In November 2007, Timor’s newly-elected government released its roadmap for the rebuilding of the nation in the wake of the 2006 crisis which displaced 15 per cent of the population and transformed Timor’s political landscape in the most significant manner since independence. The current Alliance of Parliamentary Majority (AMP) government, led by resistance leader Kay Rala Xanana Gusmao and comprising of a coalition of political bedfellows, were elected under a constitutional shadow and inherited a country marked by political and civil unrest.
Having ended the former Fretilin government’s monopoly on power under circumstances in which the Constitution was interpreted by President Jose Ramos-Horta in favour of Gusmao, the AMP Government is looking for quick runs on the board. Rumours abound that Fretilin will mount a challenge to the legitimacy of the Government and attempt to force fresh elections in early 2008. The National Recovery Strategy, Hamutuk Hari’i Futuru, (“Building a Future Together”) is therefore a bid for political legitimacy and moral authority. But it is an ambitious agenda and does not differ greatly from previous initiatives under the Fretilin Government – many of which failed. What will make this initiative more successful?
The objectives of the National Recovery Strategy rely heavily on the state framework but notably border on quasi nation-building. The document identifies five convergent areas as integral for recovery: (1) the return and resettlement of the internally displaced population; (2) social welfare support (including food security, health and education) for vulnerable groups; (3) stabilisation of the security situation, including the resolution of the Petitioner ‘561’ and Major Alfredo Reinado (who has recently adopted the Petitioners’ cause) crises; (4) economic development; and (5) building trust between the people and the government and strengthening communities at conflict.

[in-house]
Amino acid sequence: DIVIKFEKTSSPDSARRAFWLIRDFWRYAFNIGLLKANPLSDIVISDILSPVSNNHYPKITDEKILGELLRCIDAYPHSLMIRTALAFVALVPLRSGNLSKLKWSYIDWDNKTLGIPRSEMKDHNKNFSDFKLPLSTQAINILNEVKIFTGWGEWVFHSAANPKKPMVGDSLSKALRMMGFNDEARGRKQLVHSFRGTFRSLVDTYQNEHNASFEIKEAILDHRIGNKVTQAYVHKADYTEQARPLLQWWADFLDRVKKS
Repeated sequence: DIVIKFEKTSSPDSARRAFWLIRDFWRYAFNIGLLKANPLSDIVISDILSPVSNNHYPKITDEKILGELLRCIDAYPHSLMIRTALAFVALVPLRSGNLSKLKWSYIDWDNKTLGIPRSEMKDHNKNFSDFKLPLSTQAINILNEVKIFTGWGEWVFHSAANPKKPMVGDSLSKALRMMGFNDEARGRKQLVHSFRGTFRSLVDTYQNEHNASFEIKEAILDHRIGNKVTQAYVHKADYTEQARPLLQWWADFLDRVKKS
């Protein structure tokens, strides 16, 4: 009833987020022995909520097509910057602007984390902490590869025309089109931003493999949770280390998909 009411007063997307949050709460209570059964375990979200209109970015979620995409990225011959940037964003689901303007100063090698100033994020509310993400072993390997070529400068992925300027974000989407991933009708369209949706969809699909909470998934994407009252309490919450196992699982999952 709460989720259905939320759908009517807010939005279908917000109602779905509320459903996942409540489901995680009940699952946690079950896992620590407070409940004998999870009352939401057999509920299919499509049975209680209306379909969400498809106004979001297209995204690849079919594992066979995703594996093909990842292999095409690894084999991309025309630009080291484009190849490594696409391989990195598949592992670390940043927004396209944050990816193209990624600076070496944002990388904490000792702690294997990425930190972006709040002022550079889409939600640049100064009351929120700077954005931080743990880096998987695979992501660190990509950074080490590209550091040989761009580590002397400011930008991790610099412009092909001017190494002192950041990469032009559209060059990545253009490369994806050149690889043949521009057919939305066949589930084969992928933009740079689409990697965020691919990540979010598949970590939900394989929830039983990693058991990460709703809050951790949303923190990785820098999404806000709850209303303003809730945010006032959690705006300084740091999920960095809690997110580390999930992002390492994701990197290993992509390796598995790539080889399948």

Central to the success of the National Recovery Strategy – and its greatest weakness – is the whole-of-government approach. Government ministries are allocated one or more of the objectives with the Office of the Vice Prime Minister responsible for overall coordination. On paper it makes sense but as the former Fretilin Government and former Prime Minister and current President Ramos-Horta know only too well, without political will, it could very easily verge on the insurmountable. Garnering political will amongst a coalition of agendas could prove impossible rendering the National Recovery Strategy, like so many previous initiatives, moot.
Implementation of the roadmap is vital to the future stability of Timor-Leste but the National Recovery Strategy gives no indication of addressing two vital components for long-term peace building. Land and property rights are omitted despite being critical elements of a sustainable and fair return and resettlement programme for internally displaced and the wider community; and the inclusion of traditional reconciliation methods such as Nahe Biti (‘stretching the mat’) within the broader efforts to resolve the 2006 political crisis. What Timor-Leste desperately needs from its political leadership is the galvanisation of a national identity built on more solid foundations than the state apparatus.
With some of the crisis protagonists currently in government, the question of political will again rears its increasingly ugly head. At best, the National Recovery Strategy is an ambitious agenda which will keep humanitarian issues at the fore and the international community content. At its unintended worst, it is pure political rhetoric that will further frustrate an already disenfranchised populace.
WATCHPOINT: Can the Gusmao Government maintain cohesion and post-election political will sufficiently to implement the National Recovery Strategy and affect actual change?
Editor, Asian Analysis
Australian National University